2.2.1 The main issue is whether the 3 dB loss introduced by the OLC-65 device of D3 renders the device inherently unusable for passive optical networks, as argued by the appellant. The appellant referred to document D12, Figure 2. This figure shows a table of design data for "BPON Link Models using ITU 983.3 Methodology". A reach value in km is shown for two examples of network design, under the assumption of a "maintenance margin" of 1 dB. The appellant argued that it followed from this that 3 dB was far too great a loss for ensuring continuity of the downstream signal. The board however regards this table as merely setting out the practical limits on the maximum reach achievable. D12 does not imply that all links in passive optical networks are to be designed close to these limits. Therefore, while a 3 dB loss would make a test device unsuitable for testing links with a maintenance margin of only 1 dB, those with a higher margin can be tested, e.g. links where the fibre length to the ONT is much shorter. In any case, claim 1 does not stipulate the type of passive optical network to be tested or set limits on the power margin to be respected. In particular, there is no requirement for the maintenance margin to be only 1 dB. The board also notes that in the main embodiment of the patent in suit, the coupler uses an 80:20 split, which causes an attenuation of approximately 1 dB (referring to signal strength). In paragraph [0042] of the patent it is stated that different ratios may be used, whereby lower ratios entail more attenuation, while higher ratios lead to more polarisation-dependence. Despite the fact that the patent embraces embodiments with an insertion loss greater than 1 dB, there is no mention here that the insertion loss resulting from the coupler split ratio must be low enough to ensure correct reception of the signal by the ONT.


2.2.2 The board notes further that having arrived at a test instrument capable of measuring the power of bi-directional links of a passive optical network with a power margin greater than 3 dB, but not those with a power margin less than 3 dB due to the insertion loss caused by the attenuator, the skilled person would find it an obvious step to look to reduce the insertion loss of the test instrument in order to test links with a lower power margin. An obvious solution that would occur to the skilled person would be to remove the attenuator entirely.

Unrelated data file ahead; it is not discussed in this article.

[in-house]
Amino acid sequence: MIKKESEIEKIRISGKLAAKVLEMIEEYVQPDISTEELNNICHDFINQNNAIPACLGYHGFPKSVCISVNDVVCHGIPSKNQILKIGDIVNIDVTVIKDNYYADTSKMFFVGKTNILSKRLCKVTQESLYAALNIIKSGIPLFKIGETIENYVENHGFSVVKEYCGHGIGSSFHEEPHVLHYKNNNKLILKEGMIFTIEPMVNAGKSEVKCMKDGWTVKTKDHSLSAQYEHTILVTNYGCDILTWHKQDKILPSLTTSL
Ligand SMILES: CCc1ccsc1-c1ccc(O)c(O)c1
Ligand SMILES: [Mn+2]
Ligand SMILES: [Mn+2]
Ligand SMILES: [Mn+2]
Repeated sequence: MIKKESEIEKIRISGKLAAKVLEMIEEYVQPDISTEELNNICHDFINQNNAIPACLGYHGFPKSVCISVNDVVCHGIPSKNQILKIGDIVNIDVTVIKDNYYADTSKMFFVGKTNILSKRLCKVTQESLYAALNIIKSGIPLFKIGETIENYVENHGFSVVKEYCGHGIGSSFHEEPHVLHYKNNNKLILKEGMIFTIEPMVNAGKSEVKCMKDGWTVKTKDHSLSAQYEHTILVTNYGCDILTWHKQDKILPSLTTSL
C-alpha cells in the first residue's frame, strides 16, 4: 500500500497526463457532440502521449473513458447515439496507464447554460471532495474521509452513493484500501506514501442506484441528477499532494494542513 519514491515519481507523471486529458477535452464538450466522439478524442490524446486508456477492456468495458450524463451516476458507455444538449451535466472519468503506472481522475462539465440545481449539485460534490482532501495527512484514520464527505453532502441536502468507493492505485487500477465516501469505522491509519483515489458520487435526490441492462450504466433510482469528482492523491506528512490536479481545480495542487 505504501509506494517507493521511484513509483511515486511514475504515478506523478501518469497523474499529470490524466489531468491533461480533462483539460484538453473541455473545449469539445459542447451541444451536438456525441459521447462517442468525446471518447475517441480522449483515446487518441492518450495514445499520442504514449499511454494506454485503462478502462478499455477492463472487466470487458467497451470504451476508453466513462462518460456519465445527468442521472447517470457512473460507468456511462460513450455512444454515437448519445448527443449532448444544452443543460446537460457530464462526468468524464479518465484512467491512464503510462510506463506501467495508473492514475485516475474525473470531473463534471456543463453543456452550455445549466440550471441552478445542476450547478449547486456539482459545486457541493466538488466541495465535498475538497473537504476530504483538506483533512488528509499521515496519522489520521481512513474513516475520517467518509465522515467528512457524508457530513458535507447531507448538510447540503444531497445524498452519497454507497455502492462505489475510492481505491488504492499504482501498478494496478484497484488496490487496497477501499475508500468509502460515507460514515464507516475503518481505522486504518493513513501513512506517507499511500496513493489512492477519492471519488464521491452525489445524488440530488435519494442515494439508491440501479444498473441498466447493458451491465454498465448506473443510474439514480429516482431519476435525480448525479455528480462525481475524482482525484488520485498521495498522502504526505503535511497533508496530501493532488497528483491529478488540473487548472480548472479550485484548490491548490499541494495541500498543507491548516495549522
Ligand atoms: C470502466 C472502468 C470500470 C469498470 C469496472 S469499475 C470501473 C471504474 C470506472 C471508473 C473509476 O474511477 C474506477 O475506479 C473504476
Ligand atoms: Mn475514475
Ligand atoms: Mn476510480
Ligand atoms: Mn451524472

An efficient multi-objective optimization method is proposed for node-based spacecraft radiator design. In contrast to a conventional manual approach to node-based radiator design with a thermal model, the proposed approach finds an optimum design solution for radiator node combinations through an optimization algorithm. The important parameters of radiator design are radiator size and topology, represented by discrete binary design variables allocated to each node division in the candidate radiator region. The optimization problem is formulated as a multi-objective problem with two or more objectives to minimize the number of radiator nodes and temperature margins of unit boxes, and a genetic algorithm suitable for multi-objective optimization is used. A small thermal model (verification thermal model) was developed to verify the proposed multi-objective optimization of the node-based spacecraft radiator design method, and test problems for this thermal model were defined. The numerical optimal solutions for test problems show good agreement with the analytic optimal solutions. Therefore, the applicability and feasibility of the multi-objective optimization of node-based spacecraft radiator design method to practical radiator design were confirmed.


This contribution exploits the duality between a viral infection process and macroscopic air-based molecular communication. Airborne aerosol and droplet transmission through human respiratory processes is modeled as an instance of a multiuser molecular communication scenario employing respiratory-event-driven molecular variable-concentration shift keying. Modeling is aided by experiments that are motivated by a macroscopic air-based molecular communication testbed. In artificially induced coughs, a saturated aqueous solution containing a fluorescent dye mixed with saliva is released by an adult test person. The emitted particles are made visible by means of optical detection exploiting the fluorescent dye. The number of particles recorded is significantly higher in test series without mouth and nose protection than in those with a well-fitting medical mask. A simulation tool for macroscopic molecular communication processes is extended and used for estimating the transmission of infectious aerosols in different environments. Towards this goal, parameters obtained through self experiments are taken. The work is inspired by the recent outbreak of the coronavirus pandemic.